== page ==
Three thousand (heart transplants) with a half a million-people dying of heart failure that we can see happening over months and months and have plenty of time to react, and then another million that die of cardiac-you know, three thousand, counting on heart transplantation to cure heart failure is like counting on the lottery to cure poverty. So, we need an artificial heart. No eureka, everybody knows that. People have been trying for decades to make one. It turns out, as I mentioned earlier, if your heart is beating 80 times a minute, that’s 132,000 times a day, that’s 42 million times a year. No man-made device can do that. Flexible membranes, valves opening and closing, whatever the mechanism that’s driving that, wears out. How far can you drive a car before you open up the hood and work on it? You can’t get to this to work on it. So, people have spent billions of dollars trying to make an artificial heart and right now everybody has given up.
Our group tried to leverage continuous flow pumps. Everybody said you can’t do that, because you need a pulse. Well, do you need a pulse? Has anybody done that experiment? We’ve now done 90 cows and I can tell you with great authority you don’t need a pulse. Just like in aviation, all the original efforts at making heavier than air fly machines had flapping wings; that was way too challenging. The materials weren’t strong enough, took too much power. It was only once they abandoned flapping wings, made fixed wings and a rapidly spinning propeller that heavier than air flight became a practical reality. Name a bird or flying insect that uses a propeller; there aren’t any. So, when we made the intellectual shift and started using a pair of turbines, and did animal after animal, and saw these animals eat, sleep, poop, grow, we would shave them and their hair would grow back quickly. We said, God you don’t need a pulse. And people said, ‘What about this? What about that? What about this? What about that? They’re all tangential issues that don’t address that question.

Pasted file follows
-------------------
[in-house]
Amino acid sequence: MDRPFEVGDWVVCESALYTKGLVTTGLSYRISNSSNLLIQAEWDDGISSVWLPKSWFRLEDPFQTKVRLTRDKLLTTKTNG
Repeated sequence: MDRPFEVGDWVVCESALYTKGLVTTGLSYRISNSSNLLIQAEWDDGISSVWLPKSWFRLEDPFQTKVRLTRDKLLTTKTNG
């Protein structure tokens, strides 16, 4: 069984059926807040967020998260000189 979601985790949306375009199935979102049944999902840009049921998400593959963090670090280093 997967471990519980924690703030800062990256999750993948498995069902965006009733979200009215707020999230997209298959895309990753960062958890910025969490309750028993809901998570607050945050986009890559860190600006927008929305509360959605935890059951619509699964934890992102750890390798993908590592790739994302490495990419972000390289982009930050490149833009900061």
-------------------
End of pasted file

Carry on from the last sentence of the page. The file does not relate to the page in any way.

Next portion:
Russ: Who came up with the first thing?
Billy: My partner, Bud Frazier, was the first person to embrace it. He would submit papers for publication and they would say, ‘Well this may be of some scientific interest but no practical importance.’ Now 50,000 of these pumps have been implanted to assist a failing heart. We’re the first group to say, ‘Look, we’re going to make a continuous flow artificial heart.’ And this device, we were working on our twin turbine pump, because your heart is two pumps, right? One pump takes blood from your veins and pumps to the lungs, the other pump takes the red blood returning from your lungs and pumps to the body. That’s how your heart works. We said we’ll emulate that with two rapidly spinning pumps. It worked well but it had some challenges. We met a group in Brisbane, Australia who figured out a way so that there’s only one moving part; a double-sided turbine, if you will. It’s a double-sided disk with rotors on it that can move so it can autonomously balance the two circulations. The moving part is floating in an electromagnetic field, so there’s no mechanical wear, so it will never wear out. It will out pump your heart by a factor of four. It’s smaller than a heart.
Russ: So, what’s this, are we putting it in replace?
Billy: What we’ll first do, we haven’t put it in a human yet, although we did put our twin turbine heart in a patient and it ended up on the cover of Popular Science and National Geographic, got a lot of lay press. But the good thing about that is it got us on the radar of this group in Brisbane, Australia, that came down and said, ‘Listen, we think we can address your shortcomings.’ We looked at it and said, yep. We completely pivoted, brought them to Houston, and now I’m Chief Medical Officer of that organization. This, we think, will be the first practical artificial heart in the world. So now, how sick do you need to be before heart failure, I mean, if you couldn’t walk from here to that door without stopping and catching your breath, we could do an elective operation in the morning, with a fresh team, because transplants are always in the middle of the night. You never know when a heart is going to become available, and you have to have a jet to go get it, and multiple teams from multiple hospitals to harvest all the organs. It’s maximally inconvenient in figuring out who you’re going to use this precious heart in. If we had a whole shelf with fifty of them on it, and we’d say, ‘Let’s see, you’re about a 36 long.’ And we could do it in the morning, before they were gasping for their last breath and were a really high operative risk, but just when they were starting to fail. Maybe this will be the cure for heart failure.
Russ: Fantastic. Billy, I really appreciate you sharing your perspective with us. I encourage you to continue to keep doing what you’re doing, and we want to visit you at the JLABS institute so that you can go through the whole,
Billy: Yeah, come out. The new Center for Device and Innovation will blow you away.
Russ: That’s fantastic.
Billy: I am the Tony Stark of medical device innovation.
Russ: There you go. Thank you so much. And that wraps up my interview with Dr. Billy Cohn.